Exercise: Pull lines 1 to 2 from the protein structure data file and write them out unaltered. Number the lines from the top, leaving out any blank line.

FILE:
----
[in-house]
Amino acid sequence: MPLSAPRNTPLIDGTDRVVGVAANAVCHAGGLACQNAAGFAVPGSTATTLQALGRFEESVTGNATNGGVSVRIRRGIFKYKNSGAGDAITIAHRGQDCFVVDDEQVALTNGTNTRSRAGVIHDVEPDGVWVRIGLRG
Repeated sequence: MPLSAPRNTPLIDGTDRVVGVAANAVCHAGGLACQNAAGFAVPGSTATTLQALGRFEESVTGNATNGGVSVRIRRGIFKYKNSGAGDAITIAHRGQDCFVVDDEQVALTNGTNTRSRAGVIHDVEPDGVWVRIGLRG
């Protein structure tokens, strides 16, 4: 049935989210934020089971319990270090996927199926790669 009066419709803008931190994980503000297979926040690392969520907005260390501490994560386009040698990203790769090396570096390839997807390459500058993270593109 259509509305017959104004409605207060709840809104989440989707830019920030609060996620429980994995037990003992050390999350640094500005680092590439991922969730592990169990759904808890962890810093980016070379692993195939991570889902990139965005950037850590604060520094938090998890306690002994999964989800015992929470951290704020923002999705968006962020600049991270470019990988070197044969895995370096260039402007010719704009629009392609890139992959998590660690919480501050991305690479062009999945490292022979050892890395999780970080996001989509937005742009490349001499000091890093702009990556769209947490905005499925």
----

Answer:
[in-house]
Amino acid sequence: MPLSAPRNTPLIDGTDRVVGVAANAVCHAGGLACQNAAGFAVPGSTATTLQALGRFEESVTGNATNGGVSVRIRRGIFKYKNSGAGDAITIAHRGQDCFVVDDEQVALTNGTNTRSRAGVIHDVEPDGVWVRIGLRG